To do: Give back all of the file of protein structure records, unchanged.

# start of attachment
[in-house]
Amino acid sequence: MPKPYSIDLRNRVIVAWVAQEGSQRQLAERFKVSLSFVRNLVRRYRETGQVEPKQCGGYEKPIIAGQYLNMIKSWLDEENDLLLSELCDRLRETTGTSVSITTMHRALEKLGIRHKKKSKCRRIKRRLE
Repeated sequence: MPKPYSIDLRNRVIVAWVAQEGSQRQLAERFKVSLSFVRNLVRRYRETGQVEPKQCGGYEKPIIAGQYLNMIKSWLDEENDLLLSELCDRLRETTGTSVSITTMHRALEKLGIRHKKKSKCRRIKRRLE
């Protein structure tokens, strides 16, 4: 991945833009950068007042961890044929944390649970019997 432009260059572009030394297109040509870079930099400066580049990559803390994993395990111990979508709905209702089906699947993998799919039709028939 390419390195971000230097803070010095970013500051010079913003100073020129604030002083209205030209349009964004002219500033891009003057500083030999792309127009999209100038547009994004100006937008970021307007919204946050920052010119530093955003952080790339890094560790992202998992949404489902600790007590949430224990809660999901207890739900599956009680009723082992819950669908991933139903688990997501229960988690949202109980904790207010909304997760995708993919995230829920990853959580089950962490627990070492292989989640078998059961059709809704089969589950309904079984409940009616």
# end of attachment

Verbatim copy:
[in-house]
Amino acid sequence: MPKPYSIDLRNRVIVAWVAQEGSQRQLAERFKVSLSFVRNLVRRYRETGQVEPKQCGGYEKPIIAGQYLNMIKSWLDEENDLLLSELCDRLRETTGTSVSITTMHRALEKLGIRHKKKSKCRRIKRRLE
Repeated sequence: MPKPYSIDLRNRVIVAWVAQEGSQRQLAERFKVSLSFVRNLVRRYRETGQVEPKQCGGYEKPIIAGQYLNMIKSWLDEENDLLLSELCDRLRETTGTSVSITTMHRALEKLGIRHKKKSKCRRIKRRLE
């Protein structure tokens, strides 16, 4: 991945833009950068007042961890044929944390649970019997 432009260059572009030394297109040509870079930099400066580049990559803390994993395990111990979508709905209702089906699947993998799919039709028939 390419390195971000230097803070010095970013500051010079913003100073020129604030002083209205030209349009964004002219500033891009003057500083030999792309127009999209100038547009994004100006937008970021307007919204946050920052010119530093955003952080790339890094560790992202998992949404489902600790007590949430224990809660999901207890739900599956009680009723082992819950669908991933139903688990997501229960988690949202109980904790207010909304997760995708993919995230829920990853959580089950962490627990070492292989989640078998059961059709809704089969589950309904079984409940009616």